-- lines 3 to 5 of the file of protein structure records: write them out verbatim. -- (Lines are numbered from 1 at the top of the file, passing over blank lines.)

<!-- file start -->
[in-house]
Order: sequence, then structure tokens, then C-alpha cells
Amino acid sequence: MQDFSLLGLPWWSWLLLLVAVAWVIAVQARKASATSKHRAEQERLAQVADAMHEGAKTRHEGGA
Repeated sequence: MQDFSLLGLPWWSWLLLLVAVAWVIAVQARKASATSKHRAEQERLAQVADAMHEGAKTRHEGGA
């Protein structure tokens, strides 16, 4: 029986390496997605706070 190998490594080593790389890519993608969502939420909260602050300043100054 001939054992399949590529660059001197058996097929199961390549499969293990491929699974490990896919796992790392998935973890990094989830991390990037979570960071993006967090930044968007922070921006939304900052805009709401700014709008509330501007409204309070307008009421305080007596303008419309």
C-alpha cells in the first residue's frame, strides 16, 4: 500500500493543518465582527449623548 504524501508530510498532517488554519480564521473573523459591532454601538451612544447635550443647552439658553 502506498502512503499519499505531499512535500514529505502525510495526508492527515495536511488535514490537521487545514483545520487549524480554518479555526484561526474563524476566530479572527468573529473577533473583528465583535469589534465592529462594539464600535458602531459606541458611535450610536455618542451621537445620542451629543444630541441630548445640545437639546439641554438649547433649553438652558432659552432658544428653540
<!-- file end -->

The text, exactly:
Amino acid sequence: MQDFSLLGLPWWSWLLLLVAVAWVIAVQARKASATSKHRAEQERLAQVADAMHEGAKTRHEGGA
Repeated sequence: MQDFSLLGLPWWSWLLLLVAVAWVIAVQARKASATSKHRAEQERLAQVADAMHEGAKTRHEGGA
């Protein structure tokens, strides 16, 4: 029986390496997605706070 190998490594080593790389890519993608969502939420909260602050300043100054 001939054992399949590529660059001197058996097929199961390549499969293990491929699974490990896919796992790392998935973890990094989830991390990037979570960071993006967090930044968007922070921006939304900052805009709401700014709008509330501007409204309070307008009421305080007596303008419309």